This appeal responded to the threat of famine in Somalia, South Sudan, Kenya and Ethiopia. A combination of drought and conflict left almost 25 million people facing severe food shortages.
Feed the Future Enabling Environment for Food Security Project / Esther Ngumbi
This post was co-authored with Esther Ngumbi.
• In March 2018, approximately 2.55 million people were food insecure1 , down from 3.4 million as from August 2017. The record-high March to May rains resulted in significant improvement of food security and nutrition status in the second quarter of 2018. Massive flooding across 40 out of 47 counties, affected 800,000 people and displaced 291,171 (approximately 47% children) and 186 killed by mid-May 2018
• A total of 114,543 acutely malnourished children were admitted for treatment from 1 January to 31 May 2018 with UNICEF support.
Project Alimao agri-nutrition project
Sector Water, Resilience, and Livelihoods
Beneficiaries 800 people
Location Wajir County
Goal Building resilience of communities in the arid areas of Kenya
We develop, test and implement the research methodology to evaluate household water filters for use in an emergency context. Our goal is to understand users' and implementers' experience and preferences regarding operation and maintenance of products, and evaluate technical performance in the field. Feedback we provide to the manufacturers will enable optimization and further development of the products. 420 filters of five types are evaluated in Occupied Palestinian Territories, Somalia and Kenya.
Mënschen hëllefen : agir au profit des plus vulnérables
La Croix-Rouge luxembourgeoise a dévoilé son rapport d’activité 2017. Au-delà du bilan de l’année passée, cette présentation a été l’occasion de revenir sur des événements marquants et de tracer des perspectives sur les actions en cours.
Humanitarian assistance and improved seasonal performance mitigate a deterioration in food security
Hannah Reid and Victor Orindi
PROJECTED FOOD ASSISTANCE NEEDS FOR JANUARY 2019
According to Worldometers, Kenya’s total population is currently estimated to be 50.9 million with the median age being a young 19.2 years. The 2009 national census found that out of a population of approximately 38 million people, youth (15-35 years) and children (0-14 years) constitute 78% of the total country population. This youth bulge creates a unique set of development challenges, chief among them is how to address an overall unemployment rate that stands at approximately 40%, with 64% of the country’s unemployed being youths.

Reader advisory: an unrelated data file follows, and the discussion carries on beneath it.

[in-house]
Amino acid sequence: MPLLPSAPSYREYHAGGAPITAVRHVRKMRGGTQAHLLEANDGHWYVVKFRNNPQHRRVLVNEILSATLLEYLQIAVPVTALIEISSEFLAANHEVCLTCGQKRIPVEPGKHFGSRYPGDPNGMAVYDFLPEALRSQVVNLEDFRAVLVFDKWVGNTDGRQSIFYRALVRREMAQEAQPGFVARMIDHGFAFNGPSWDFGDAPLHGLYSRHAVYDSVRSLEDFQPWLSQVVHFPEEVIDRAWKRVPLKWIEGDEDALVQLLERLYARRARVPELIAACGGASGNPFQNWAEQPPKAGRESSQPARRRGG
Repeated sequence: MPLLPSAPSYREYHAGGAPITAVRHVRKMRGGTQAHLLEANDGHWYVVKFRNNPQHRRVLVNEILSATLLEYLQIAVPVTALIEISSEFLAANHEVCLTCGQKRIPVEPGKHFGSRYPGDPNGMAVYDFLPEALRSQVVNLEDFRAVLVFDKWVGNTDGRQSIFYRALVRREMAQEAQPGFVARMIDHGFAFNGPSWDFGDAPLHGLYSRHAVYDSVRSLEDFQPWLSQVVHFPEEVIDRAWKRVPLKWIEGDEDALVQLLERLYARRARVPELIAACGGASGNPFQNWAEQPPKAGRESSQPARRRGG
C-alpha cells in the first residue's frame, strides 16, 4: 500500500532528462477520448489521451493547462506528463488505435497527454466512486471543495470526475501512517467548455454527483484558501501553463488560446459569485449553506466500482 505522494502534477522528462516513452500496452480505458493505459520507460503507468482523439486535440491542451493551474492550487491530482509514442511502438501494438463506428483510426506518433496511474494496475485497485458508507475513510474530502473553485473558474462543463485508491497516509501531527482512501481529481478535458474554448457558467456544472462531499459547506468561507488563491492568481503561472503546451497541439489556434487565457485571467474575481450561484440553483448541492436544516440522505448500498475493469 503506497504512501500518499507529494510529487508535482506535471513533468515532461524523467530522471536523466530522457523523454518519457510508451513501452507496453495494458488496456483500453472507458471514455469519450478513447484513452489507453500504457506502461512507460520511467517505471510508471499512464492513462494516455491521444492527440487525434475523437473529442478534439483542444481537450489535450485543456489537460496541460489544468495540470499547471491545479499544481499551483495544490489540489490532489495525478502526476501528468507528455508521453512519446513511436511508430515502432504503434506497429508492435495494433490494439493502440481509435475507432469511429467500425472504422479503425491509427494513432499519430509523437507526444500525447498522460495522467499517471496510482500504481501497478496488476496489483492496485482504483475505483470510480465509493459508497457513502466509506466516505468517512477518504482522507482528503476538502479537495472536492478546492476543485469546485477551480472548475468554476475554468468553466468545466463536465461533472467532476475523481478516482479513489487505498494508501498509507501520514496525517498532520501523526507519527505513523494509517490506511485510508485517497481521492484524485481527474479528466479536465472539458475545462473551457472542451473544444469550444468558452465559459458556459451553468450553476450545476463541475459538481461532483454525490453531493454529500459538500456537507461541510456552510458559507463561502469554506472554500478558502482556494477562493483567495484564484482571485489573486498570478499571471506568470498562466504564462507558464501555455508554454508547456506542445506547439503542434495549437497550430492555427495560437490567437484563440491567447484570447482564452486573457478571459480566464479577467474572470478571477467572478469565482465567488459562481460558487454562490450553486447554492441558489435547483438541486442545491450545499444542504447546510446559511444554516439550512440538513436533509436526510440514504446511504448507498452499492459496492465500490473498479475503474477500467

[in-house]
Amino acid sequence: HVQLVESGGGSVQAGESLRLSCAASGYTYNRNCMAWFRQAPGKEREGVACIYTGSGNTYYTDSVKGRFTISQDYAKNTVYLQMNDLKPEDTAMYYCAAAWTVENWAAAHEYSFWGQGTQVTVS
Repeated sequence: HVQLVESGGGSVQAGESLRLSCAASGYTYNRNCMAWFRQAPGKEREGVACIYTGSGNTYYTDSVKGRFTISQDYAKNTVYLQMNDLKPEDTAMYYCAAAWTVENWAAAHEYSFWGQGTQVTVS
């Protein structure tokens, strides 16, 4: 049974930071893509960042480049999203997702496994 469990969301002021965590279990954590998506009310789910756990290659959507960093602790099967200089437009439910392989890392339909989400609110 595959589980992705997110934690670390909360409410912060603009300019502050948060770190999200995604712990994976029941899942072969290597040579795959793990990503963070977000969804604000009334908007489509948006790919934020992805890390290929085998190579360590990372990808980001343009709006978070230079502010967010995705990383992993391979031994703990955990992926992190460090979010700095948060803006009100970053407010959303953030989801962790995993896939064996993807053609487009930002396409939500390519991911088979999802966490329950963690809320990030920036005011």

The Department for International Development (DFID) leads the UK’s global efforts to end extreme poverty, deliver the Global Goals for Sustainable Development (SDGs) and tackle a wide range of global development challenges. The UK’s focus and international leadership on economic development is a vital part of Global Britain - harnessing the potential of new trade relationships, creating jobs and channelling investment to the world’s poorest countries. Throughout history, sustained, job-creating growth has played the greatest role in lifting huge numbers of people out of grinding poverty.
3 Million People displaced in Kenya, Somalia and Ethiopia by drought conditions
13.1 Million Food insecure people in Ethiopia, Kenya and Somalia
16 Million People affected by drought in the region
1 Million People affected by floods
Heavy rains and flooding have continued to compound an already fragile humanitarian situation and worsening conditions for communities who recently endured a long period of drought.
There’s evidence that the intensity and frequency of climate-driven natural disasters and conflicts is increasing. Natural disasters now occur nearly five times as often as 40 years ago. The impact on local economies, on peoples’ livelihoods and lives has similarly grown. In some of the worst-hit places, it can seem unrelenting. One drought will follow another, every time stripping away at the limited assets of poor and vulnerable people, robbing them of their self-reliance and wounding their humanity and dignity.
A total of 22 participants from Government, various donor agencies, INGOs and the Red Cross movement (annex) attended this half day learning event to reflect on the use of cash in the drought response in Kenya in 2017/18 and consider how cash coordination might be strengthened in future.
This short report brings together the thoughts and reflections from the meeting.
Record-high rains continue to drive improvements but localized floods strain livelihoods
Staple Food Markets in East Africa: White maize is the main staple grain consumed in Tanzania, Kenya, and Ethiopia. In Uganda, white maize is grown mainly as a commercial crop for export in the region. Imported rice is a major staple for Somalia, which mainly consume belem—the imported red rice. Tanzania is also a major producer and source of rice in the region while Kenya and Uganda are minor producers. Both red and white sorghum are produced and consumed in the region. This is an important staple in Sudan and Somalia as well as in other marginal agricultural areas of the region.
Maize and beans are the most important commodities consumed, with maize availability considered synonymous with food security. Beans are very often consumed with maize. The Nairobi market is indicative for urban consumers. Eldoret is a producing area and located in the “grain basket zone.” Kisumu is a large market located in a deficit area with marginal agricultural productivity. Kitui is prone to droughts and is a marginal producing area.
Parents can now receive up to 300 cows in bride price, up from about 30 cows during peacetime
By Beh Lih Yi
KUALA LUMPUR, June 27 (Thomson Reuters Foundation) - Child marriage is increasing in parts of war-torn South Sudan and drought-hit Kenya as parents swap their daughters for cows and goats to survive, campaigners said on Wednesday.